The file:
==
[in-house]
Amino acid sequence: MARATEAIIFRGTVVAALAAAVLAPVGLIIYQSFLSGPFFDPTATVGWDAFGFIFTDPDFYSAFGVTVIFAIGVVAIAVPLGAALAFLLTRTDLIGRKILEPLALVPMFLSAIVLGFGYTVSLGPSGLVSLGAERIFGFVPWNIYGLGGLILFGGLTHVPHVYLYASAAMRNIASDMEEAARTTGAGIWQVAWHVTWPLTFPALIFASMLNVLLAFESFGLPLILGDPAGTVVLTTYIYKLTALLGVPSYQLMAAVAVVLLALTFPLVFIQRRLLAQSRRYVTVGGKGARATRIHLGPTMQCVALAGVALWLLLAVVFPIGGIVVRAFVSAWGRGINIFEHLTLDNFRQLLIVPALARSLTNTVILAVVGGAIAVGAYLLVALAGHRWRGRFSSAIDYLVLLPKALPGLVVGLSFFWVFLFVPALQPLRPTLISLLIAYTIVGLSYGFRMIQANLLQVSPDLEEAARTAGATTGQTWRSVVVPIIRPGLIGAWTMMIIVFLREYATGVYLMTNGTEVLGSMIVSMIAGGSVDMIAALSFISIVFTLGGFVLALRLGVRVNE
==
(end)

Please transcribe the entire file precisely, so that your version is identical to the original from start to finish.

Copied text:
[in-house]
Amino acid sequence: MARATEAIIFRGTVVAALAAAVLAPVGLIIYQSFLSGPFFDPTATVGWDAFGFIFTDPDFYSAFGVTVIFAIGVVAIAVPLGAALAFLLTRTDLIGRKILEPLALVPMFLSAIVLGFGYTVSLGPSGLVSLGAERIFGFVPWNIYGLGGLILFGGLTHVPHVYLYASAAMRNIASDMEEAARTTGAGIWQVAWHVTWPLTFPALIFASMLNVLLAFESFGLPLILGDPAGTVVLTTYIYKLTALLGVPSYQLMAAVAVVLLALTFPLVFIQRRLLAQSRRYVTVGGKGARATRIHLGPTMQCVALAGVALWLLLAVVFPIGGIVVRAFVSAWGRGINIFEHLTLDNFRQLLIVPALARSLTNTVILAVVGGAIAVGAYLLVALAGHRWRGRFSSAIDYLVLLPKALPGLVVGLSFFWVFLFVPALQPLRPTLISLLIAYTIVGLSYGFRMIQANLLQVSPDLEEAARTAGATTGQTWRSVVVPIIRPGLIGAWTMMIIVFLREYATGVYLMTNGTEVLGSMIVSMIAGGSVDMIAALSFISIVFTLGGFVLALRLGVRVNE